From the Communications Director of Doctors Without Borders – a paradigm shift has happened and is articulated here.
Every day, I’m inundated with friend requests on Facebook and LinkedIn from photojournalists the world over inviting me to review their portfolios. They offer to provide free photos to work with Doctors Without Borders/Médecins Sans Frontières MSF in the field in return for helping them get to cover international stories.
Yet, what is essential today is the ability of a photojournalist to bypass the uncertainty of the conventional news cycle and the vagaries of for-profit news outlets to reach audiences with their stories. I’m looking to hire the networked photojournalist. And their network needs to take all shapes and forms: from old (Time, The New York Times) and new (Huffington Post, GlobalPost) media clientele to social media (Instagram, Facebook, Twitter, Tumblr, Reddit, and other distribution channels) and access to influencers (policy-makers, funders, activists, other NGOs).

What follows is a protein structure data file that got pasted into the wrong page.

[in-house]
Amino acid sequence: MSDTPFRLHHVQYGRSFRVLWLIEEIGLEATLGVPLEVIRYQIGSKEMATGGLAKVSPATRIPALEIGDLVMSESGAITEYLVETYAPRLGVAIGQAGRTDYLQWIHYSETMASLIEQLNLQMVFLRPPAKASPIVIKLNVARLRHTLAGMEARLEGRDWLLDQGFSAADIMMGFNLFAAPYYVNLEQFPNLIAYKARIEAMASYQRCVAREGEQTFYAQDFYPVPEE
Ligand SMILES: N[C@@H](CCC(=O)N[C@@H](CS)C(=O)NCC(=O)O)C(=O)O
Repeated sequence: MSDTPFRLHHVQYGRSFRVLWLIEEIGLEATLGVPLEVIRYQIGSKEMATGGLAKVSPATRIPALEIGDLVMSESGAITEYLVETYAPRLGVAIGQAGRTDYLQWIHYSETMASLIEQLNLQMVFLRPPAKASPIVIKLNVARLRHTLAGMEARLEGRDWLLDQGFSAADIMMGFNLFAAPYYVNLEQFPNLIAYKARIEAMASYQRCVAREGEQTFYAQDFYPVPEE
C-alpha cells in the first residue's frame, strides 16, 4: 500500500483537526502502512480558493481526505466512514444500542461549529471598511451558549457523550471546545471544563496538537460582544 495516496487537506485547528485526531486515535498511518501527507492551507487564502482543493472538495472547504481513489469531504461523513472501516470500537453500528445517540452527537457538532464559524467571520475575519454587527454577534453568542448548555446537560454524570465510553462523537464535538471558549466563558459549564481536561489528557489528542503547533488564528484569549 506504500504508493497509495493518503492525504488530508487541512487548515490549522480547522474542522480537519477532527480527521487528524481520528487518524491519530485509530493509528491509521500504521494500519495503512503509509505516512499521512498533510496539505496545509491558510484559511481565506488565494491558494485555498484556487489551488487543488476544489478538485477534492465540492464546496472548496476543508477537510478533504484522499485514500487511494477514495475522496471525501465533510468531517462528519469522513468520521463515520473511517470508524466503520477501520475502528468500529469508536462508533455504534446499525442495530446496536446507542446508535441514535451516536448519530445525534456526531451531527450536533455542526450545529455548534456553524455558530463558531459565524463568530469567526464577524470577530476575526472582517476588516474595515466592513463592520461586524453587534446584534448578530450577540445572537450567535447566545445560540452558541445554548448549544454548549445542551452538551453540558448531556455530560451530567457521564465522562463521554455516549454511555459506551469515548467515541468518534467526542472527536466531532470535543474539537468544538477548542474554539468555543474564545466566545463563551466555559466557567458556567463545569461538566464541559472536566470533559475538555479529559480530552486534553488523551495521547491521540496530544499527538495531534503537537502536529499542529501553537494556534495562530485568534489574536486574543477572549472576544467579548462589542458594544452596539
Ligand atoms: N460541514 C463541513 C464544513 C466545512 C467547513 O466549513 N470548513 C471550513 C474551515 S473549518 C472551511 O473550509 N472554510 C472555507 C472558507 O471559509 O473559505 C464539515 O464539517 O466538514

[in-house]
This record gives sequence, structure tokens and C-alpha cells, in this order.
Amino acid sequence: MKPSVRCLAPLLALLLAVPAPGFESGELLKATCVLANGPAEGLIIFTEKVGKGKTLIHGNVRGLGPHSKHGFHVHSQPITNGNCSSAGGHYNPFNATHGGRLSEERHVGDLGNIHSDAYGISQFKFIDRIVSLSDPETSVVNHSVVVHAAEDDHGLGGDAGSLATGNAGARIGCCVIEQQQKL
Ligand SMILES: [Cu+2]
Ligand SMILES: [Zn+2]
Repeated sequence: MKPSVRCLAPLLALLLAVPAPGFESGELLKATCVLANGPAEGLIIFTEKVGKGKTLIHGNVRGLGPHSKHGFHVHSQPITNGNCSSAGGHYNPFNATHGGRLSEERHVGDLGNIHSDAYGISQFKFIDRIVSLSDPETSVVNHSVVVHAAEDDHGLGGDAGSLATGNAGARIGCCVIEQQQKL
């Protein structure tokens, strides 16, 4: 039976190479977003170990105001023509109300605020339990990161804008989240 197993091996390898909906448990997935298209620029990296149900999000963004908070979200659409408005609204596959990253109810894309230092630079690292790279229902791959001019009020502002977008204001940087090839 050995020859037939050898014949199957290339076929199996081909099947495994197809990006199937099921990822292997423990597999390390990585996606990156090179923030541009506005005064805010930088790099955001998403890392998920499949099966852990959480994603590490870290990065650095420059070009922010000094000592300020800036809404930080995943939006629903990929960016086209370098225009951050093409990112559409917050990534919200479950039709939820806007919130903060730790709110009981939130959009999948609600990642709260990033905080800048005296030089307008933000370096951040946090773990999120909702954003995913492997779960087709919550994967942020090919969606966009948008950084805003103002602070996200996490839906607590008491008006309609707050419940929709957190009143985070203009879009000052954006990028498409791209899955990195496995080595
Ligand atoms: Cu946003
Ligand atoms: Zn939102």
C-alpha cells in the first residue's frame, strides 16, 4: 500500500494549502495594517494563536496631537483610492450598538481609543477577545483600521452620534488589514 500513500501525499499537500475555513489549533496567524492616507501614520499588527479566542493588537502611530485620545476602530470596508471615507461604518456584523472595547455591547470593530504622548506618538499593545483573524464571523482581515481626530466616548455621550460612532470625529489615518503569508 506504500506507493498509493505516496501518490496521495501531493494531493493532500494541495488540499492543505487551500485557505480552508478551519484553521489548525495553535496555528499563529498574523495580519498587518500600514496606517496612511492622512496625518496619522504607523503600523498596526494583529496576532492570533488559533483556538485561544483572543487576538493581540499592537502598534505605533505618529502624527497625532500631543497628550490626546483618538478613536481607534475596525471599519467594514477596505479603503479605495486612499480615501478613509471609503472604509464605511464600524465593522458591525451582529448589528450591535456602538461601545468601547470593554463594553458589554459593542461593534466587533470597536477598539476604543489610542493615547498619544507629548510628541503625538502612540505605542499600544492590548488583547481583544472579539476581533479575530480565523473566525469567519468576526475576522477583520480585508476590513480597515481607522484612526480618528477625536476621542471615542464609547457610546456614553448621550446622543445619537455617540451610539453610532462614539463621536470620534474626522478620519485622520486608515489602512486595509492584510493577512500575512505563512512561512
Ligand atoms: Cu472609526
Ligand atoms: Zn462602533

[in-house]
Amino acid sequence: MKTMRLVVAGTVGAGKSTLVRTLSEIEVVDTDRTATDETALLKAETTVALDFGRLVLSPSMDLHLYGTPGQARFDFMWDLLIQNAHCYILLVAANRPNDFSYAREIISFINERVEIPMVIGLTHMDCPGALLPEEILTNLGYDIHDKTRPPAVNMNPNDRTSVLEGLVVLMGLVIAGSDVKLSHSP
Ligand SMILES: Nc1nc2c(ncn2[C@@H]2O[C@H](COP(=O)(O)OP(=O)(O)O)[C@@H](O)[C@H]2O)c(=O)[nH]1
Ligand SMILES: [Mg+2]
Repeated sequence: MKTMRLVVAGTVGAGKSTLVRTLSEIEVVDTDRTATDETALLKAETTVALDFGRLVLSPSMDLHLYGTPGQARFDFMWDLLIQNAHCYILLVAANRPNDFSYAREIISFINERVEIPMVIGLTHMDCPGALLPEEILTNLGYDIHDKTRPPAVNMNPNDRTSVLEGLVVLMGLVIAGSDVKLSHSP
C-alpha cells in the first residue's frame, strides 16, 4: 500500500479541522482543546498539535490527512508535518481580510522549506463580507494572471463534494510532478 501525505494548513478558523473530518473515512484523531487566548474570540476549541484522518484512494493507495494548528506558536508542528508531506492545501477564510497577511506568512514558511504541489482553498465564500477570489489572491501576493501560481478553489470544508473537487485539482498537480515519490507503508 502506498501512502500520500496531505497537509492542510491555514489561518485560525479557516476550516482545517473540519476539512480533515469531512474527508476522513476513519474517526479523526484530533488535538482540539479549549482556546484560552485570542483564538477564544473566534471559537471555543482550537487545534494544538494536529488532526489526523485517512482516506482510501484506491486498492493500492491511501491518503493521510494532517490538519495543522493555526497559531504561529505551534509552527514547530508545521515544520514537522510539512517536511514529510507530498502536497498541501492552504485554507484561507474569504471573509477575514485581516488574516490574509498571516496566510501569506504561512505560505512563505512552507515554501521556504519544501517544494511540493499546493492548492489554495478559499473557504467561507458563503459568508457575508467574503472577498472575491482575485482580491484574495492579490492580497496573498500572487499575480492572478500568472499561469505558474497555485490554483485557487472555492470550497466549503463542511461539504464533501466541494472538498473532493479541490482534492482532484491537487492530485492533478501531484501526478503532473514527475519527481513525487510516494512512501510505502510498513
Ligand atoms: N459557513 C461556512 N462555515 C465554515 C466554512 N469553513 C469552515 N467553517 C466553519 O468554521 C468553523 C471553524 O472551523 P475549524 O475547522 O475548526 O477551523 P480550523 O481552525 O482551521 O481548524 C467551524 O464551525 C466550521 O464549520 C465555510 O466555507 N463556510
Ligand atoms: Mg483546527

But with every industrial revolution there are trade-offs – individuality and custom artistry sacrificed at the altar of efficiency and supply-chain management. Armed with smartphones people are streaming their lives and “citizen” journalists are documenting some of the most dramatic events of our time, whether revolutions in Cairo or mass murder in Syria. Read entire story